Spc. Jessica Roop is a Fort West Virginia success story. At the age of 34, Roop, a recently divorced mother of two teenage girls, joined the National Guard. She says it was an easy decision to make at the time. “I could stay at home and still go to my favorite fishing hole several weekends a month. My kids wouldn’t have to change schools and they wouldn’t have to leave their family support system.”
After basic training, though, Roop found it difficult to make ends meet. Her job as a prison guard required her to work 16 hours a day, six days a week, and left little time for her to spend with her girls. She was making plans to move to Virginia when a job became available at the Eleanor Army National Guard facility. “I got lucky. I’m meant to be here.” Roop, who lives in Gauley Bridge, happily drives the 72-mile roundtrip to Eleanor every day because she says, “I love it here and they love me. We’re a family and I’m lucky to be a part of it.”
The Eleanor facility where Roop works has two primary objectives: maintain equipment for all the National Guard units in West Virginia, and repair or refurbish damaged equipment coming back from the wars. To accomplish these monumental tasks, the National Guard employs both soldiers and military authority personnel (civilians). Lt. Col. Joe Peal, who oversees the Eleanor operation as well as seven other National Guard maintenance units across West Virginia, says civilians fill important roles at his facilities. “Military authority employees bring special skill sets into the workplace, especially in some of the more highly technical areas. The work we do here is important because our customers are our soldiers who are depending on the equipment we supply them with to work properly. The mix we have of soldiers and military authority makes sure the soldiers’ equipment is in top shape and ready to go.”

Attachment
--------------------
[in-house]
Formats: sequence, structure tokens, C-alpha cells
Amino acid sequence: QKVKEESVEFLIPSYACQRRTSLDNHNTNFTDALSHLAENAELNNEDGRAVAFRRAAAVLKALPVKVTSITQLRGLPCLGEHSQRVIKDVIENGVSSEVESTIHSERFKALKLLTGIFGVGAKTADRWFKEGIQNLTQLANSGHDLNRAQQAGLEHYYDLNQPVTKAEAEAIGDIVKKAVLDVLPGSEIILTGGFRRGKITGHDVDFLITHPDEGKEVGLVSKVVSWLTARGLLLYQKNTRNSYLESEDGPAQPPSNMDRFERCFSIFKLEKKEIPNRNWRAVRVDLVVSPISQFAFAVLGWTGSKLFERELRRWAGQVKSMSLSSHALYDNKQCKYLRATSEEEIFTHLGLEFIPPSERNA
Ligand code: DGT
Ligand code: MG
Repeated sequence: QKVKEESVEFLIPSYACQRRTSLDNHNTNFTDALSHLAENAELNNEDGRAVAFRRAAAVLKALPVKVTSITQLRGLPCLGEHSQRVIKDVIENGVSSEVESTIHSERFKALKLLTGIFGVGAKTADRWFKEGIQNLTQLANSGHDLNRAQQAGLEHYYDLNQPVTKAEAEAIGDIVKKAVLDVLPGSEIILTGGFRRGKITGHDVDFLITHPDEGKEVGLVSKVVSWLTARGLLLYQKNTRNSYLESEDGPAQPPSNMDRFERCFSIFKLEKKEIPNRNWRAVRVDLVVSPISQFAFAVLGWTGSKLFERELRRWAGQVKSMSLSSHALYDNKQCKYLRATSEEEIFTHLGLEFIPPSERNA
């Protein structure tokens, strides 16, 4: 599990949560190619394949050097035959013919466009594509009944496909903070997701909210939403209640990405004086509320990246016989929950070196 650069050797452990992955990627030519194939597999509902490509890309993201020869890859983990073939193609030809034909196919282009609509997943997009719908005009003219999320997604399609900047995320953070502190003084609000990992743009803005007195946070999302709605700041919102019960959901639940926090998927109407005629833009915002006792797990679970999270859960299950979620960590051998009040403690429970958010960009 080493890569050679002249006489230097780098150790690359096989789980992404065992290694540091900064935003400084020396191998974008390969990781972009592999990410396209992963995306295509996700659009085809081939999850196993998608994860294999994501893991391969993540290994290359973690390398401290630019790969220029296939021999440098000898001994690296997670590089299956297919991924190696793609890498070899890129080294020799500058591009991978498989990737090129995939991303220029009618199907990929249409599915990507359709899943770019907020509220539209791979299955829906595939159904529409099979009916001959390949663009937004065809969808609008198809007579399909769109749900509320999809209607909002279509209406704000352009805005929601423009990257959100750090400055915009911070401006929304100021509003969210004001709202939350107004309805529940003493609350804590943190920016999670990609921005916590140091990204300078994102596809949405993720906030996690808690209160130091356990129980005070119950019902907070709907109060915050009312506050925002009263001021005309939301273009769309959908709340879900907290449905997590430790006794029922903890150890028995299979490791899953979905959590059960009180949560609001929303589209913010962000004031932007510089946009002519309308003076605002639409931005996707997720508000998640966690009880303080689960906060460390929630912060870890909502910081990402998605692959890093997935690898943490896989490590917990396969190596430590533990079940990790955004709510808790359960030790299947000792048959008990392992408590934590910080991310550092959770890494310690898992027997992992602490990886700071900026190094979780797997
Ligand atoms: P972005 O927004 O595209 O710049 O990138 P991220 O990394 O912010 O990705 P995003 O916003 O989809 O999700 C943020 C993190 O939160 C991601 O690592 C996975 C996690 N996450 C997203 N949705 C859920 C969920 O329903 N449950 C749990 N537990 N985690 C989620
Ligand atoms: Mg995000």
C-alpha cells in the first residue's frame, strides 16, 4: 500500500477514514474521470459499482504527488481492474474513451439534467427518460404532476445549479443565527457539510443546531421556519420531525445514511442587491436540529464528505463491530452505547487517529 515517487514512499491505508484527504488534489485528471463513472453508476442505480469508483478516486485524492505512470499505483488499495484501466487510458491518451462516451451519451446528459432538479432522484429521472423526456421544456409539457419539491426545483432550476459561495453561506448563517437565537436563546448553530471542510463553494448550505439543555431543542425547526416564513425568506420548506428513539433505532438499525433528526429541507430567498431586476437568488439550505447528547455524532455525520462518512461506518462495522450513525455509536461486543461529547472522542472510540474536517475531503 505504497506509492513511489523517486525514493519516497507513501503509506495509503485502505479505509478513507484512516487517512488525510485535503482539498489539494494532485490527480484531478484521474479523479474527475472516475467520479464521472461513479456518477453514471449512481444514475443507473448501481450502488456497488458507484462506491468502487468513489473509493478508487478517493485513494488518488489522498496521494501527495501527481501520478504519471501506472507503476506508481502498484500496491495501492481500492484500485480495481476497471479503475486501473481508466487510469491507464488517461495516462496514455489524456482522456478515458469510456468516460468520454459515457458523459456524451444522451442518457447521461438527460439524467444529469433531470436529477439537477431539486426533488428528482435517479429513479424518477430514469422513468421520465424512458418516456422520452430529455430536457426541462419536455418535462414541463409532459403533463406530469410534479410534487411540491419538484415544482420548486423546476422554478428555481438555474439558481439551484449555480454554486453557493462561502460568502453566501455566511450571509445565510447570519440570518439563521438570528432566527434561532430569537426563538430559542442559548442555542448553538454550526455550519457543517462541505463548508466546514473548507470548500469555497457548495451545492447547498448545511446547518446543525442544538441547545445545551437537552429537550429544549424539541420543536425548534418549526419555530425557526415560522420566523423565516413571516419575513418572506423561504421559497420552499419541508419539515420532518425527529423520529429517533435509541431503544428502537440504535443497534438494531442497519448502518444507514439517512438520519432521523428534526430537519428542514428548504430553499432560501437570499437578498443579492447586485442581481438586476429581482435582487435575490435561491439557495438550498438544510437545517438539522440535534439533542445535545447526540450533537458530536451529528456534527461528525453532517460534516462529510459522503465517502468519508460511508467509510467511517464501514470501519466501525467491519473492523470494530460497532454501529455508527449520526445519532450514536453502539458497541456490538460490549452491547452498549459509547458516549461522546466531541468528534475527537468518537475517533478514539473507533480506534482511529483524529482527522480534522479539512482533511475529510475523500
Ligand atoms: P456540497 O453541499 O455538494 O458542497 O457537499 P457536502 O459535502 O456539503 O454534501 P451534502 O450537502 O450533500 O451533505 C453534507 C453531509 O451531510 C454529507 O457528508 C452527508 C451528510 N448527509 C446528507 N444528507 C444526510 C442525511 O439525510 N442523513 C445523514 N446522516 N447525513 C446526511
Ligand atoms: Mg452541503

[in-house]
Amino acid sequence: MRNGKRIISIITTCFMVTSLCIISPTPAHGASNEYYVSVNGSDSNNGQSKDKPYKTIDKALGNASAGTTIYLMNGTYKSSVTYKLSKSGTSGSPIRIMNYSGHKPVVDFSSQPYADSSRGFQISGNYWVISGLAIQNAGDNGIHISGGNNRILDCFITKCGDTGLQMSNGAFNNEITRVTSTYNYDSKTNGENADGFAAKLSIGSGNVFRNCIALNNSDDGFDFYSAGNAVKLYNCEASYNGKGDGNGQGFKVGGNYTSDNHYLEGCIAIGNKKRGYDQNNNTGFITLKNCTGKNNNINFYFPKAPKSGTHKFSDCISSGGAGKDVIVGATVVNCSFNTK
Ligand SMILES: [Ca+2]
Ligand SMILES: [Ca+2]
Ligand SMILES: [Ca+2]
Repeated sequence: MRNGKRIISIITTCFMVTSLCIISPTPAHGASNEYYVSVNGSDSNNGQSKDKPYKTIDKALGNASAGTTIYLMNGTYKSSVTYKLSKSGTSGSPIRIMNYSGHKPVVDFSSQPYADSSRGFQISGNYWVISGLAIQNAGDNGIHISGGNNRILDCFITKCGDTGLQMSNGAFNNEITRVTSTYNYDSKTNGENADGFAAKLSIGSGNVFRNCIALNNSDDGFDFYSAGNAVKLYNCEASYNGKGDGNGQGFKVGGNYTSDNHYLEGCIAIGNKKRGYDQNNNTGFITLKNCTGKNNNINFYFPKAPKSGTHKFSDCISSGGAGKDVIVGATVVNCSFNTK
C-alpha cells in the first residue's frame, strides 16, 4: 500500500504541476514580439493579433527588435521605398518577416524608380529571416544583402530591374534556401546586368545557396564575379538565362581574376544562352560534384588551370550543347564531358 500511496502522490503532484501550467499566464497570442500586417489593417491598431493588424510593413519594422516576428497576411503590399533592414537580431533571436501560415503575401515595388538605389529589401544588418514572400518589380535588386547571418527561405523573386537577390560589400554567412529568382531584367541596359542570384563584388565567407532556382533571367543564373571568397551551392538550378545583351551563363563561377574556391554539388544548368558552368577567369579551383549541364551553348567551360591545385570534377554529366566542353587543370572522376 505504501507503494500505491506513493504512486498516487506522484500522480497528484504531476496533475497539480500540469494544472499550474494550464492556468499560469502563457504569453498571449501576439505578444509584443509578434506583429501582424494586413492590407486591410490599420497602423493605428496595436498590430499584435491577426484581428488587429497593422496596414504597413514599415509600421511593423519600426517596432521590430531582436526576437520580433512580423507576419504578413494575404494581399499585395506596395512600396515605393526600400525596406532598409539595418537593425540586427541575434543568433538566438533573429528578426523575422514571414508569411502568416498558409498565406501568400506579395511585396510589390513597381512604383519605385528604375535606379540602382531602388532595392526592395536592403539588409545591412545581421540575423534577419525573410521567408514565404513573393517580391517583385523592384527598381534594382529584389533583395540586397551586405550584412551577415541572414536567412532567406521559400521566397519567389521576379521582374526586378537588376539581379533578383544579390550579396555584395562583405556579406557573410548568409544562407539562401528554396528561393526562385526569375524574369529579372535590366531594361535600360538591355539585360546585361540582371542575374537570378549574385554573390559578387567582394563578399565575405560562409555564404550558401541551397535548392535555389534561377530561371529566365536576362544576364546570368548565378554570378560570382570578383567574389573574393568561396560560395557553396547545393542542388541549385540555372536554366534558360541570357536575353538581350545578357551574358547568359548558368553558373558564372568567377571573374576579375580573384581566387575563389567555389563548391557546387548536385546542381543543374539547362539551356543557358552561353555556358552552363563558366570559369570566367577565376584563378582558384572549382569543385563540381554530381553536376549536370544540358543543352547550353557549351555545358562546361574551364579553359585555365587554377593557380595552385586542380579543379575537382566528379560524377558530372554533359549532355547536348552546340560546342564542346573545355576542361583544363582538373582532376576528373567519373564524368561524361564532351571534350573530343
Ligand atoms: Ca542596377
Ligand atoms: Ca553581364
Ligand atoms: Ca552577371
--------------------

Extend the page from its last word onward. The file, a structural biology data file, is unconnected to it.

Mark Nelson, a shop foreman and military authority employee, says that the working relationship between civilians and soldiers at the Eleanor facility is a good one.
“We didn’t take anybody’s jobs. The soldiers know we’re here to help, and add our skill sets to the tasks at hand.”
National Guard maintenance units are not only good for workers like Nelson, they also give local businesses a financial boost. Sgt. 1st Class Paul Brown oversees the refurbishment and repair of generators that range in size from two kilowatt units that can be carried by two soldiers in the field to 60 kilowatt generators that are used to power operations for entire camps. He says that once the units are disassembled on-site, the parts are sent to local contractors for repair before being reassembled into a working unit. “We do as much here as possible to cut down on turnaround time, but we also rely heavily on local companies to supply parts and repair work.” Companies that Brown deals with vary from national chains like NAPA and Lowe’s to small businesses like Earl’s Auto Parts, Mid-Valley Machinery, Henderson Electronics and Winfield Hardware. Brown says that this is the case in all the communities where the maintenance units are located, including Kenova, Parkersburg, Moundsville, Buckhannon, Point Pleasant, Camp Dawson and Summersville.
Lt. Colonel Peal says that Eleanor’s Army National Guard facility has at least a year’s work ahead of it, which won’t change despite planned troop withdrawals from Iraq. He adds that new opportunities are possible as the facility works to expand contracts to build engines and tire assemblies. “Our operation grows every day and changes every day; that’s good news.”